Tea Lab Brookes update

Tea Lab or T-Lab at Brookes is taking shape. Tea Lab is an informal and occasional gathering of people at Brookes who are interested in contemporary learning and teaching practice, and moving it forward. Everyone welcome.

Email

t-lab@brookes.ac.uk created and redirects to James Genn and George Roberts. Mail t-lab@brookes.ac.uk if you want to know more about what is going on.

Twitter

@TeaLabBrookes created by the user: “Tea Lab Brookes”

Web

For now, http://ocsld.brookesblogs.net/tag/tealab/ pulls blogs (like this one) from the OCSLD blog tagged with “tealab”. The short URL bit.ly/TeaLabBrookes points at it

Programme Semester 1

All the meetings are participatory. Come with questions, answers, suggestions and examples and be willing to join in.

Friday 4 October 1200-1330 Boardroom 1

First of our occasional sessions, open to all

  • 1200 Bring your lunch if you want. Coffee and Cake will be provided

  • 1220 Welcome to Tea Lab Brookes: communities, practice and social learning

  • 1245 Meaningful Mid-term Module Feedback. Yes, yes, yes, NSS… but, what about making a difference tomorrow or next week? What do you do to discover how well your students are learning as they go along; how can you make changes mid-stream?

  • 1315 Tea Lab, where next?

Thursday 7 November 1200-1330 Gibbs 3.01

What the flip? Or, how to get students to do the work before class.

  • Academic multimedia in the classroom and online.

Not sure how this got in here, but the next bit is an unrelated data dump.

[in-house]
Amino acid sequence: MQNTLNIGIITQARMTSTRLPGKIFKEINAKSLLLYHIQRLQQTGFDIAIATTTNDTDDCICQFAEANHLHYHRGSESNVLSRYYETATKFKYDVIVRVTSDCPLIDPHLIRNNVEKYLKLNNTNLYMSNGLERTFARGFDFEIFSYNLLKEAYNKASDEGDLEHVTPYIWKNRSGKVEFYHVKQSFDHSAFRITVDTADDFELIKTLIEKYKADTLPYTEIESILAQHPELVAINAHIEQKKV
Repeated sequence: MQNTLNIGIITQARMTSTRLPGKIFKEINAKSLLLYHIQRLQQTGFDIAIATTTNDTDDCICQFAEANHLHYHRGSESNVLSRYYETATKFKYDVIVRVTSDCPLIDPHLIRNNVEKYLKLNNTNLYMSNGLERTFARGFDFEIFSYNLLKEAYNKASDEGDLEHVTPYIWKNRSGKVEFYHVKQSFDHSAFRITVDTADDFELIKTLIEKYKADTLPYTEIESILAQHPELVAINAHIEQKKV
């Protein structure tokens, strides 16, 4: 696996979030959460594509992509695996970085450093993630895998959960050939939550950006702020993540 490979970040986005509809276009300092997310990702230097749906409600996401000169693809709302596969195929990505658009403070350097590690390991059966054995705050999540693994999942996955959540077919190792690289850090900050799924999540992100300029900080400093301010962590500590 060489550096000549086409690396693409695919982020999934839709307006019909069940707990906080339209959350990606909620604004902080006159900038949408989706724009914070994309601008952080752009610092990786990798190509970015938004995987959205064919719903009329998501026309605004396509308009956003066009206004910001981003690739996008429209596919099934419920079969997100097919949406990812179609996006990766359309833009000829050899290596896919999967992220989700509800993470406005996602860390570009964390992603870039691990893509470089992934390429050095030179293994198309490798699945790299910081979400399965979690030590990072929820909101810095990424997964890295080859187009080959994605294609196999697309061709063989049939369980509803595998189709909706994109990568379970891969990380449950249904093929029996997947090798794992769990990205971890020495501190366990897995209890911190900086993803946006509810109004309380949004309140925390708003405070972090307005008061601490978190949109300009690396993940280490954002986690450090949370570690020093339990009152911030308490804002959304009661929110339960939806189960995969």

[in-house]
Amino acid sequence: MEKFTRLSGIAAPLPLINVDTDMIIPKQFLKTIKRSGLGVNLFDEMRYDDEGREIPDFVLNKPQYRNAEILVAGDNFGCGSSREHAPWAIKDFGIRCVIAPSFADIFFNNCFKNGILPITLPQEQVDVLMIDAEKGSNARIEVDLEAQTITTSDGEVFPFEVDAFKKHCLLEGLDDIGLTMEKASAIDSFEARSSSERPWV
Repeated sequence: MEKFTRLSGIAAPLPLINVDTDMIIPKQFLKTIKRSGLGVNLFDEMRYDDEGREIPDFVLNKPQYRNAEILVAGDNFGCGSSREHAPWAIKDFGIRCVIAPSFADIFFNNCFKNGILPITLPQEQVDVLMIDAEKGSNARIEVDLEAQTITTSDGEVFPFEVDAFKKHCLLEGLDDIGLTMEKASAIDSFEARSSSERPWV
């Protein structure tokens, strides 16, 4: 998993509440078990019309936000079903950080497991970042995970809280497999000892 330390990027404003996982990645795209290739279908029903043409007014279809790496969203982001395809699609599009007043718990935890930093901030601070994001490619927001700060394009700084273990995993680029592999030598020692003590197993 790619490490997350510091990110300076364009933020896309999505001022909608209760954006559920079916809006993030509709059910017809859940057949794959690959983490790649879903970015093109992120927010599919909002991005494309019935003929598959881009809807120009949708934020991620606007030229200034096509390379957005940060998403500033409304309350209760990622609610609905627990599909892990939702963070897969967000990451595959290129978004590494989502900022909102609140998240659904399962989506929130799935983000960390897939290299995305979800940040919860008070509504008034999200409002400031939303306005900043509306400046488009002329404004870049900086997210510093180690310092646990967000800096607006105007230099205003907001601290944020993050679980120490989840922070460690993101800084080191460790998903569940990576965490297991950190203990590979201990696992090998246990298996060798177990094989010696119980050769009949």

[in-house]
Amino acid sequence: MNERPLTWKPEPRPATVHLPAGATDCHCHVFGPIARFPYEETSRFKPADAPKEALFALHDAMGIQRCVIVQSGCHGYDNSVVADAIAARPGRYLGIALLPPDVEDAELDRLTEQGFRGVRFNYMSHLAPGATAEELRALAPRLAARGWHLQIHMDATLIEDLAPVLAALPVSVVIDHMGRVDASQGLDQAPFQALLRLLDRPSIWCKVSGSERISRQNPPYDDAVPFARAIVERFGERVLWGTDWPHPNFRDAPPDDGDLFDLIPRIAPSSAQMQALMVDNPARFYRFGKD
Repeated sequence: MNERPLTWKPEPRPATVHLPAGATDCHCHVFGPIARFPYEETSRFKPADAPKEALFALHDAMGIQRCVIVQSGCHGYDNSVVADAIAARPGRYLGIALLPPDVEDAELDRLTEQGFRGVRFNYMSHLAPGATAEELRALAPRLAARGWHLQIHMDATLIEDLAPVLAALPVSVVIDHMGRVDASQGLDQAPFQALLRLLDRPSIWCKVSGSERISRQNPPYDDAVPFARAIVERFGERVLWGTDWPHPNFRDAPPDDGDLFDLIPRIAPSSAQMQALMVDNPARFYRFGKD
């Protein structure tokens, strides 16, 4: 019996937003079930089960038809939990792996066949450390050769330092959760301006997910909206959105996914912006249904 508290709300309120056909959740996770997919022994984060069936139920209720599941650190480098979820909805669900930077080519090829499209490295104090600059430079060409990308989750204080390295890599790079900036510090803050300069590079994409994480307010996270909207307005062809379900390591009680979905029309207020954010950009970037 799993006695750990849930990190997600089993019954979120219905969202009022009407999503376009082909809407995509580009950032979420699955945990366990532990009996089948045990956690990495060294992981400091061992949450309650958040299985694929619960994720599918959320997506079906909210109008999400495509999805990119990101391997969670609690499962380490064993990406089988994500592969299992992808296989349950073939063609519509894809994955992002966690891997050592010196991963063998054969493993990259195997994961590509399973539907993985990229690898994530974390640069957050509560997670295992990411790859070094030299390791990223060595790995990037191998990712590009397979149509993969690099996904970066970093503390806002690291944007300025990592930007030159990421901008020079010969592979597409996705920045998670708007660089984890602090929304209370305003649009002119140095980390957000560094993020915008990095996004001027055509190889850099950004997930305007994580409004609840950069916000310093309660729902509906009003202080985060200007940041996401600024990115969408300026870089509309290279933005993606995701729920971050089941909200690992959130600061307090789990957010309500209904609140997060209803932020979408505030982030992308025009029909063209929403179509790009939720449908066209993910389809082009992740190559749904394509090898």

• Video for teaching

  • Virtual classrooms

  • Flipped teaching

Wednesday 27 November 1300-1500 room SG05

Social media is dead. Long live social media.

  • Google+, Hangouts, Facebook, and what’s next?

Tags: / /

About the author

George Roberts

George has been at Oxford Brookes since 2000 and joined OCSLD in June 2006 as an Educational Developer (e-Learning). In his previous role he advised the Head of e-Learning and the Senior Management Team of the University on policy for off-campus e-learning and e-learning partnerships.

He leads the MA Education (Higher Education) and teaches on the Postgraduate Certificate in Teaching in Higher Education (PCTHE) as well as conducting Course Design Intensives (CDIs) and other educational development activities: workshops and consultancies.

He leads the Learning domain in the development of the University’s Technology Enhanced Learning framework.

He wrote his doctorate (July 2011) at the University of Southampton on biographical narratives of adult users of a community IT centre on a large social housing estate.

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